CPCE General Assembly: Hope and the Future the subject of the Opening Service of Worship

Taking up the words of Paul’s letter to the Romans about hope for creation and assured salvation (Romans 8:20-28), Pastor Fulvio Ferrario of the Waldensian Church spoke at the opening service of worship of the conflict that can arise within our feelings between hope, on the one hand, and often a dark sense of doom, on the other, in respect of the future.

He used the example of the large steelworks in the southern Italian city of Taranto, whose emissions have caused thousands of cancer cases over the decades, to illustrate this dichotomy. A legal injunction issued in August threatens the closure of the plant any time now – right as Italy is suffering its worst economic crisis since the Second World War – bringing with it the prospect of an entire city falling into unemployment. “Should you risk the threat of cancer in order to make a some form of living?”, asks Ferrario, “Or accept unemployment to save your life? But if you opt for the latter, what kind of life are you then saving?”

Paul reminds us that we enjoy the first fruits of the Spirit: we can speak of hope for the future. These first fruits are not to be found in ideological or religious security, though, nor in any lofty, moralistic church sermon, but rather in the experience of a sense of longing and anticipation. Like the people of Taranto, we too live with this conflict between hope and having to wait, not despite, but because of the Spirit.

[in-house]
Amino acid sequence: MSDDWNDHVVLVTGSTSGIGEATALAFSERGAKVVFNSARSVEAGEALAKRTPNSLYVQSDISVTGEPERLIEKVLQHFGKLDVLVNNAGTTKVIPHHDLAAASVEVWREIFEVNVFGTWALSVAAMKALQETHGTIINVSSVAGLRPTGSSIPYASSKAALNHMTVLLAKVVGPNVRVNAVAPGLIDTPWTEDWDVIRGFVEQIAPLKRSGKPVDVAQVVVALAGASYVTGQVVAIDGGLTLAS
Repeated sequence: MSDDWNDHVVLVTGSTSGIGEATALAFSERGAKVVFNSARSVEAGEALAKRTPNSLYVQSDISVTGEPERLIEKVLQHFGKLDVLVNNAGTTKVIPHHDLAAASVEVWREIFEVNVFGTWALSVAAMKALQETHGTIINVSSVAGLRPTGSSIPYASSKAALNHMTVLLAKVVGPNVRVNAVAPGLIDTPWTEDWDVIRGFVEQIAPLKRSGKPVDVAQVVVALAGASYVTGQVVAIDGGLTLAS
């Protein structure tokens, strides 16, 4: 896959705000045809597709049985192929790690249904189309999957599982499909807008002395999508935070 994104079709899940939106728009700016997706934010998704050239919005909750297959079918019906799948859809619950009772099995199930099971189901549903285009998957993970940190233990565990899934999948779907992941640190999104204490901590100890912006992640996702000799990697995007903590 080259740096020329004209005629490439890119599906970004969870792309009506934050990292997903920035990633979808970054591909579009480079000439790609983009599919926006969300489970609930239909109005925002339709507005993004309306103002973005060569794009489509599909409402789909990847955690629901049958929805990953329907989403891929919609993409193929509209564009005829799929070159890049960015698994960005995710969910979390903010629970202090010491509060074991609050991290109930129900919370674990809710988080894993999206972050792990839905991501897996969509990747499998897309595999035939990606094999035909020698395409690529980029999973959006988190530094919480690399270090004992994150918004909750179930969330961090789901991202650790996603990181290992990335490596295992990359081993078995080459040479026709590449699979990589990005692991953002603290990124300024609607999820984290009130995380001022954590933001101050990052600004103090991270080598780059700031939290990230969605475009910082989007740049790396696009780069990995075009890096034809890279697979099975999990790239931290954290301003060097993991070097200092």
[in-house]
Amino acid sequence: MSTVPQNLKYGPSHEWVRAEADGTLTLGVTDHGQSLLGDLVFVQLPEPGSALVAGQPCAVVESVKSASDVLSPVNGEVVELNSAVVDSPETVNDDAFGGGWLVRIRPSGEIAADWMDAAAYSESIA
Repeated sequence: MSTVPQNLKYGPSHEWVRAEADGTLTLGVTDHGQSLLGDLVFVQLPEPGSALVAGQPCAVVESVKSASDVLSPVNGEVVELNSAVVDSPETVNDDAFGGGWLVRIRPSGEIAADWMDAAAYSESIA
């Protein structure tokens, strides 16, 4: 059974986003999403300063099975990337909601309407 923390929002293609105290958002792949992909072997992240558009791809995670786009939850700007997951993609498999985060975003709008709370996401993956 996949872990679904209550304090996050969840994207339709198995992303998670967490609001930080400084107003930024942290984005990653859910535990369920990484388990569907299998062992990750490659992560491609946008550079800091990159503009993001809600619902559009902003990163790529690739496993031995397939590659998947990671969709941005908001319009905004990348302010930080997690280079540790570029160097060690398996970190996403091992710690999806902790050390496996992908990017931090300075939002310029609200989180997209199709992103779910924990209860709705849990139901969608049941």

Addressing the members of the General Assembly in Florence, Ferrario, Professor of Systematic Theology at the Waldensian Faculty in Rome, suggested that they should not just discuss the subjects of freedom and the future. Far more, he said that as European churches they should pray together for freedom and the future. For certain it is important to discuss ecclesiastical matters such as mutual recognition and the understanding of ministry, Scripture and doctrine. But they should also anticipate hearing something other than their own voices, perceiving something not uttered by themselves, but promised to them. Ferrario concluded with the hope that “in our discussions about church matters we might expect to receive this Word as both a gift and an instruction at the same time”.

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